Lay-Offs During the COVID-19 Crisis: The Right Steps to a Difficult Decision


Businesses across the U.S. find themselves still ensnared by the effects of the COVID-19 Virus. While in some regions of the U.S. businesses are slowly re-opening their doors, many businesses are feeling the loss of profits (or soon will be) and are faced with a number of difficult decisions. While a refined budget can work miracles for a company’s bottom line, a reduction in the workforce may be inevitable. Below you will find some great tips on how to handle the process like a seasoned professional.


Understand the difference between a lay-off and a termination


There are probably a dozen differences between a lay-off and a termination. Generally, terminations are a product of some action performed by the employee (tardiness, poor performance, etc). Lay-offs on the other hand are typically a product of things outside the employees control (company budgeting, viral pandemics, etc.). Therefore, in the case of a termination, management's responsibility stops at discharging the employee. In the event of a lay-off, management is expected to take the extra step and support of the employee after the discharge.


Allot an appropriate amount of time for the task


There is not a magic number of minutes required for performing lay-offs. Moreover, this is a time where an HR professional must show the utmost compassion, because they are delivering troubling news to someone that has made a significant investment of time to your company. You need to allot enough time in your schedule to sit with the employee, inform them of what is happening, inform them of what you are willing to help them with, and give them time to let the information settle enough to respond. If you allot 1 hour to lay-off 4 or more employees, you are setting yourself up to look like a heartless Disney movie villain. Additionally, never opt to do group lay-off meetings to save time; always do them individually.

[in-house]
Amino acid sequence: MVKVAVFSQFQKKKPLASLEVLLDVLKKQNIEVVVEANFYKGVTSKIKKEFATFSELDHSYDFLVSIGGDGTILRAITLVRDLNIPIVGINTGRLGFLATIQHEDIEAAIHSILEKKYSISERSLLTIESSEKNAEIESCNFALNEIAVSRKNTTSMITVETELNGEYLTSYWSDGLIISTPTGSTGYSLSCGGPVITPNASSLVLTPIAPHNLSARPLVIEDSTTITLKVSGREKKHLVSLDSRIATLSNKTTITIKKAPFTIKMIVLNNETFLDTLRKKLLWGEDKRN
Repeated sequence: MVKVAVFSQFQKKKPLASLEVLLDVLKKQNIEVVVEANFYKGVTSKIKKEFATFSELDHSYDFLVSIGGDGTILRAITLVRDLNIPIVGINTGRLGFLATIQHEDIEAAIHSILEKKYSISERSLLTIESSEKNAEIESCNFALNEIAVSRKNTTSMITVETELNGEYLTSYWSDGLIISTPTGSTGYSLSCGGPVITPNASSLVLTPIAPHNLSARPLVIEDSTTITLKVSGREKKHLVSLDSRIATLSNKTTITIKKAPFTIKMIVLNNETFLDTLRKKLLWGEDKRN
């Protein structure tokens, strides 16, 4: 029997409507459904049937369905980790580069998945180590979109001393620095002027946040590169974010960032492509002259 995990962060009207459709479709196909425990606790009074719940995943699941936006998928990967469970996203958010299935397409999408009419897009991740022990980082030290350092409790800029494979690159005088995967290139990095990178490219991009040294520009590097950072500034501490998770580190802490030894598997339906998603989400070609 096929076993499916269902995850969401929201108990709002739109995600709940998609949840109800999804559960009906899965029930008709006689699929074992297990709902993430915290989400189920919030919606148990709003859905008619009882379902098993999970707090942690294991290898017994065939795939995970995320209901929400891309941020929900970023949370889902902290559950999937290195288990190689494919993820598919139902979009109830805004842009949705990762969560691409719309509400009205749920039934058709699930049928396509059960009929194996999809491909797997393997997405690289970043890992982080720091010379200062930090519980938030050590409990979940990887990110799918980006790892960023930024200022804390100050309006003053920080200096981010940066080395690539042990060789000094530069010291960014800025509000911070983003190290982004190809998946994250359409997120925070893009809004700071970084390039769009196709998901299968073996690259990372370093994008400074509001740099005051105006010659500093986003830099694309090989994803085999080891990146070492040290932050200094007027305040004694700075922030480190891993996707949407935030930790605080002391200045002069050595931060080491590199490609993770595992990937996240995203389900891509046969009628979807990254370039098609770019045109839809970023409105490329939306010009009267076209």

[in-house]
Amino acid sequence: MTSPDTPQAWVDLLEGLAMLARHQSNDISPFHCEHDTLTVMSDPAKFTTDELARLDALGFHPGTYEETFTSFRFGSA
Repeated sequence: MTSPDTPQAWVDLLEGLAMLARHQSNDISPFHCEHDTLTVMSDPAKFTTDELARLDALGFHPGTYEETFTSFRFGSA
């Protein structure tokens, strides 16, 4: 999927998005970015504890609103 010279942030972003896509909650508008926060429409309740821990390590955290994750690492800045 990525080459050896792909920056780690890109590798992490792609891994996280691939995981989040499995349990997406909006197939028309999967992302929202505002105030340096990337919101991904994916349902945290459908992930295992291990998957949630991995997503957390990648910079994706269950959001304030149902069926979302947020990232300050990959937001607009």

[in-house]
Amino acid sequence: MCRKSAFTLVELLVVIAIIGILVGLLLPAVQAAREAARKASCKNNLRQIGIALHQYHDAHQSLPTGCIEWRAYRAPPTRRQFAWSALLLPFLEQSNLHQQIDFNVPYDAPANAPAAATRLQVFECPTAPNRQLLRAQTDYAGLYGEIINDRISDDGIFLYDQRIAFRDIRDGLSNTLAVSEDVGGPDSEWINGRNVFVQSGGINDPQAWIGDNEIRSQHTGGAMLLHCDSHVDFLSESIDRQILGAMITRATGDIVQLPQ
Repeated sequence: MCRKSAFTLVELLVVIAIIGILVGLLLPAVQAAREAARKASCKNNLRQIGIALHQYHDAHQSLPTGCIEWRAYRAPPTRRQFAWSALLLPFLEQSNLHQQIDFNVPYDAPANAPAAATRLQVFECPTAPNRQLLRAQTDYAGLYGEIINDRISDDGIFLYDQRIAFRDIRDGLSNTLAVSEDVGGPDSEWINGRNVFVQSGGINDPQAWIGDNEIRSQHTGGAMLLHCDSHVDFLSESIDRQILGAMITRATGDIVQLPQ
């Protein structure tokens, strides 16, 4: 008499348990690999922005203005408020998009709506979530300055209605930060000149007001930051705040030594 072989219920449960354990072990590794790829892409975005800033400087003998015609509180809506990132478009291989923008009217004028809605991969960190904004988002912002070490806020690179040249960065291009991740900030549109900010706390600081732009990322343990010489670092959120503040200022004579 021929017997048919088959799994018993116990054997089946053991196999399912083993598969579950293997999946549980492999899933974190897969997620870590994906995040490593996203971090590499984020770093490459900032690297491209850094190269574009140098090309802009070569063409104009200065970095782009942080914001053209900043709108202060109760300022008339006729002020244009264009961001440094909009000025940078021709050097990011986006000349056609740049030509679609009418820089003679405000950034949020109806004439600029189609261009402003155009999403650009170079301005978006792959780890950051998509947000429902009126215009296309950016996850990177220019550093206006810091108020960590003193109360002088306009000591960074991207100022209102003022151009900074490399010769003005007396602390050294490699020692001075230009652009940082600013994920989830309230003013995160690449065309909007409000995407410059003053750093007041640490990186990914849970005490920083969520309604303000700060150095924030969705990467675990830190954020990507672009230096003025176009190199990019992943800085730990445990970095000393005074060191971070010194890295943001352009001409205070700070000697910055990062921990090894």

Provide avenues of care and support


While you can no longer provide the employee with a steady paycheck, why not do everything in your power to help them find a position that will? Prior to conducting lay-offs, management should get together to develop a “lay-off packet.” Enclosed, employees should find informational material on what benefits they may be eligible for, how they can possibly return to school or vocational training, and contact information if they have questions or concerns. Additionally, there are many professional recruiting firms that are willing to partner with companies to help their ex-employees find work.


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Michael Chiovitti, Chief Talent Strategist

Eden Resources, LLC


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